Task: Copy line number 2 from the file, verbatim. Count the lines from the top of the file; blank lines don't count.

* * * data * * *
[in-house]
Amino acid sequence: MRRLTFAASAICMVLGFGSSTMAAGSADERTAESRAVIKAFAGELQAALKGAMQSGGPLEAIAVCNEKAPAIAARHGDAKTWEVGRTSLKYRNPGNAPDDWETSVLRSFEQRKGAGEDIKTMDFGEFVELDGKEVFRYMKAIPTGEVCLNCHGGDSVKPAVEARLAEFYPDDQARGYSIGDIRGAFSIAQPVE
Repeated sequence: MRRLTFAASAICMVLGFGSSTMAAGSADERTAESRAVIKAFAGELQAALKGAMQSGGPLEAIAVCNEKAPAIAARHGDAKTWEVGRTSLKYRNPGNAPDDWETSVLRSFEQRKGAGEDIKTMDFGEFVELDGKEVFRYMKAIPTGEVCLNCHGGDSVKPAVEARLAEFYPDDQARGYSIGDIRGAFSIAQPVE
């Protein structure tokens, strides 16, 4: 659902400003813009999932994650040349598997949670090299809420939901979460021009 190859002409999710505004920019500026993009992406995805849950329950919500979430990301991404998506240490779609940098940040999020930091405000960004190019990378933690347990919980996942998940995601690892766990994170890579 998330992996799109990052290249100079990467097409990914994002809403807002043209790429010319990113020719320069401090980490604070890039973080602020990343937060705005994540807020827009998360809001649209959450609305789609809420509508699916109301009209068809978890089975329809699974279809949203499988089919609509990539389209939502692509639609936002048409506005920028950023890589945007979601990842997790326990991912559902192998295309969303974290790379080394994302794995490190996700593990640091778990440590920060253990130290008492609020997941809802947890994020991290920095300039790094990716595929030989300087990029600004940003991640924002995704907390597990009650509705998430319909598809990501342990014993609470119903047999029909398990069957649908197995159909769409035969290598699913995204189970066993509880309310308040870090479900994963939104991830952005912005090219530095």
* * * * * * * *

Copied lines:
Amino acid sequence: MRRLTFAASAICMVLGFGSSTMAAGSADERTAESRAVIKAFAGELQAALKGAMQSGGPLEAIAVCNEKAPAIAARHGDAKTWEVGRTSLKYRNPGNAPDDWETSVLRSFEQRKGAGEDIKTMDFGEFVELDGKEVFRYMKAIPTGEVCLNCHGGDSVKPAVEARLAEFYPDDQARGYSIGDIRGAFSIAQPVE